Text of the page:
How Can I Avoid Fentanyl?

Fentanyl is impossible to detect through sight, smell, or taste, but thankfully, fentanyl test strips offer a solution. These small bits of paper don’t cost much and can detect fentanyl in all of its different forms.

The most effective way to use a fentanyl test strip is by dissolving all of the substance you intend to use in water. MDMA, meth, and ecstasy will require one teaspoon for every 10 milligrams of powder you’re testing. Other substances require a half teaspoon of water. After that, you’ll put the wavy side of the strip down in the water, and wait for 15 seconds. Then, remove it, and leave it on a flat surface for two minutes. 

One pink line means your drug supply is positive for fentanyl. Two pink lines indicate a negative test. If you see a pink line right in the middle of the test strip, or no lines appear after two minutes, the test is invalid, and you’ll need to use another test strip. 

If the substance you intend to use includes fentanyl, it’s best to discard the supply altogether. About ten grains of salt worth of fentanyl is enough to cause an overdose in most adults, and it’s especially dangerous if you’re combining fentanyl with another substance. It’s not worth the risk.

Additionally, fentanyl is often manufactured to look like normal prescriptions. Remember to only get your medications from a medical professional. Buying medication, especially opioids, online or borrowing them from others isn’t safe.

The safest way to avoid fentanyl is to avoid illicit substance use altogether because even test strips are not 100% accurate. Of course, that’s easier said than done, and the most important thing is your and your loved ones’ survival, even if substances continue to be a part of your life. West Virginians can order fentanyl test strips here at no cost, and we encourage everyone to do so.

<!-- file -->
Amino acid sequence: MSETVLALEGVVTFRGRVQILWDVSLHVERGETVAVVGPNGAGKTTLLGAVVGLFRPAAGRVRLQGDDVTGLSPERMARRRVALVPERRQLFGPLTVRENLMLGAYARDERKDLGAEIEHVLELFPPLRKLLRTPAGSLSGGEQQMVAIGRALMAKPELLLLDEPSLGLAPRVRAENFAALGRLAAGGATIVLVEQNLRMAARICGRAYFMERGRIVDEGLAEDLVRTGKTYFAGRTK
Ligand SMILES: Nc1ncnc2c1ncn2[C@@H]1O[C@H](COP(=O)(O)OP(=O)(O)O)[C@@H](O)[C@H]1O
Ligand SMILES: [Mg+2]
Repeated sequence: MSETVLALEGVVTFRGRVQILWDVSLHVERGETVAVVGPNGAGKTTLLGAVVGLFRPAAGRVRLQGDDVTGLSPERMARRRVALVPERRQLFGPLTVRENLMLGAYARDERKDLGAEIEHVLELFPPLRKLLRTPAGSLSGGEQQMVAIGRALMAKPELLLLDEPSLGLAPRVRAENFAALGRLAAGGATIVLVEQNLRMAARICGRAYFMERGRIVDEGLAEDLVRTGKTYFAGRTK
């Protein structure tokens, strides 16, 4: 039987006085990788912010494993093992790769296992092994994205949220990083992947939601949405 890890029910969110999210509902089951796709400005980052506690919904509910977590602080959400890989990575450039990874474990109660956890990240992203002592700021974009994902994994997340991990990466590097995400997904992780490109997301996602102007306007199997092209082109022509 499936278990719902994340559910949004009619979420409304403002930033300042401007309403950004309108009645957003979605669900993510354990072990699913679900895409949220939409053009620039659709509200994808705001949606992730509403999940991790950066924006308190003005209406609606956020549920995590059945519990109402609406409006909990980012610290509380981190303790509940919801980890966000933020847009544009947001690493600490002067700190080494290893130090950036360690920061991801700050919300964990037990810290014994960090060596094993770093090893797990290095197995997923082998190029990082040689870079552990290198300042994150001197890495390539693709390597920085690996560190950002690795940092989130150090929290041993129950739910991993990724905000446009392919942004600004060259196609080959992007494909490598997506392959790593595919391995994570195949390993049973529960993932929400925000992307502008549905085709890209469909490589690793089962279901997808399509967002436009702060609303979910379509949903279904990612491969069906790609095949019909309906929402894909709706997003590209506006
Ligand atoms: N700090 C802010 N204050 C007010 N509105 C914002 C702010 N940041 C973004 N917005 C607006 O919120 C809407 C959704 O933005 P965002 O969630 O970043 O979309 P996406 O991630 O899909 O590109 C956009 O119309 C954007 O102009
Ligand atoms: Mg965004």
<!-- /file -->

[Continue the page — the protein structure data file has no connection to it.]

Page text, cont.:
what does fentanyl taste like

Get Treatment for Fentanyl Addiction in West Virginia

Maybe you’ve been through this many times before. You’re tired of always fearing your substance of choice is contaminated by fentanyl, and testing it is a nerve-racking process. You want to quit using fentanyl, but it seems like an insurmountable task on your own. Thankfully, you don’t have to go through recovery alone. You can seek fentanyl addiction treatment and receive the support and encouragement you need to conquer your fentanyl use disorder.

Hope for Tomorrow is ready to walk alongside you in your recovery journey. Whether it starts at rock bottom or your life is just starting to slip out of control due to your fentanyl use, we can help. Everyone is welcome, and we’d love to meet you and hear your story. Give us a call at 877-679-8162 to get started.

Treatment today for a brighter tomorrow.

FAQs

What tools are used to detect fentanyl?

Fentanyl test strips are the only reliable way to detect fentanyl, and even they are not 100% accurate.